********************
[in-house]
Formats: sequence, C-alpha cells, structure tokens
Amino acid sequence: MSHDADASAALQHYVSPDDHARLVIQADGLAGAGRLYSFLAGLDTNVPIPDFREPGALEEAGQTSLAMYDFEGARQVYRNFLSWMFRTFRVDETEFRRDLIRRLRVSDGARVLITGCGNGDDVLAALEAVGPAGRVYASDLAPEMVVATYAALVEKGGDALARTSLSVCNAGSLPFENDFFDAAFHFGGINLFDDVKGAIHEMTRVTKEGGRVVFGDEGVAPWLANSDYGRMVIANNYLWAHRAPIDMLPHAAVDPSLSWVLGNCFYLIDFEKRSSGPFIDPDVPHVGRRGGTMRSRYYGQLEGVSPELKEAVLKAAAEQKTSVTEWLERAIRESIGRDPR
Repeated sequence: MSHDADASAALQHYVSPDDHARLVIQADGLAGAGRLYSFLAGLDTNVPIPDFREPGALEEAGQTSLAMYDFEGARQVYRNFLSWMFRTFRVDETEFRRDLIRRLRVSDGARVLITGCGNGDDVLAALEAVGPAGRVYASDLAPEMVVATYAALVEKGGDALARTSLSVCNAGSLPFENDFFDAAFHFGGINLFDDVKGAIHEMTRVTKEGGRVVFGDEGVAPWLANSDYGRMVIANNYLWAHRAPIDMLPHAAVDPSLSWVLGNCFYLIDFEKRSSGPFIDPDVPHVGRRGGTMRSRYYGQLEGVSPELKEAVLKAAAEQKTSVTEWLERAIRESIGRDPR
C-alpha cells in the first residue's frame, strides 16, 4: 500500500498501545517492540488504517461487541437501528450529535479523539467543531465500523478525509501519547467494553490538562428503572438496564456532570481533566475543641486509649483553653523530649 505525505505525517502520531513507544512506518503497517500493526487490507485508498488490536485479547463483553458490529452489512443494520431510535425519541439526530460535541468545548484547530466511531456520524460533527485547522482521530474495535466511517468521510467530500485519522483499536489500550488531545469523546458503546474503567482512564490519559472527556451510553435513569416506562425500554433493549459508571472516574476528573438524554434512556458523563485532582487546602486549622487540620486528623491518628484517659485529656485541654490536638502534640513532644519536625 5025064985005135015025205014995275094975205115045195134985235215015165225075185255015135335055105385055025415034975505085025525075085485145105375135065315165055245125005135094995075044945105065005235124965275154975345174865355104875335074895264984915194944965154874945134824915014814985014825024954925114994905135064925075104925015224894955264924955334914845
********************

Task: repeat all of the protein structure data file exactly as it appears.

[in-house]
Formats: sequence, C-alpha cells, structure tokens
Amino acid sequence: MSHDADASAALQHYVSPDDHARLVIQADGLAGAGRLYSFLAGLDTNVPIPDFREPGALEEAGQTSLAMYDFEGARQVYRNFLSWMFRTFRVDETEFRRDLIRRLRVSDGARVLITGCGNGDDVLAALEAVGPAGRVYASDLAPEMVVATYAALVEKGGDALARTSLSVCNAGSLPFENDFFDAAFHFGGINLFDDVKGAIHEMTRVTKEGGRVVFGDEGVAPWLANSDYGRMVIANNYLWAHRAPIDMLPHAAVDPSLSWVLGNCFYLIDFEKRSSGPFIDPDVPHVGRRGGTMRSRYYGQLEGVSPELKEAVLKAAAEQKTSVTEWLERAIRESIGRDPR
Repeated sequence: MSHDADASAALQHYVSPDDHARLVIQADGLAGAGRLYSFLAGLDTNVPIPDFREPGALEEAGQTSLAMYDFEGARQVYRNFLSWMFRTFRVDETEFRRDLIRRLRVSDGARVLITGCGNGDDVLAALEAVGPAGRVYASDLAPEMVVATYAALVEKGGDALARTSLSVCNAGSLPFENDFFDAAFHFGGINLFDDVKGAIHEMTRVTKEGGRVVFGDEGVAPWLANSDYGRMVIANNYLWAHRAPIDMLPHAAVDPSLSWVLGNCFYLIDFEKRSSGPFIDPDVPHVGRRGGTMRSRYYGQLEGVSPELKEAVLKAAAEQKTSVTEWLERAIRESIGRDPR
C-alpha cells in the first residue's frame, strides 16, 4: 500500500498501545517492540488504517461487541437501528450529535479523539467543531465500523478525509501519547467494553490538562428503572438496564456532570481533566475543641486509649483553653523530649 505525505505525517502520531513507544512506518503497517500493526487490507485508498488490536485479547463483553458490529452489512443494520431510535425519541439526530460535541468545548484547530466511531456520524460533527485547522482521530474495535466511517468521510467530500485519522483499536489500550488531545469523546458503546474503567482512564490519559472527556451510553435513569416506562425500554433493549459508571472516574476528573438524554434512556458523563485532582487546602486549622487540620486528623491518628484517659485529656485541654490536638502534640513532644519536625 5025064985005135015025205014995275094975205115045195134985235215015165225075185255015135335055105385055025415034975505085025525075085485145105375135065315165055245125005135094995075044945105065005235124965275154975345174865355104875335074895264984915194944965154874945134824915014814985014825024954925114994905135064925075104925015224894955264924955334914845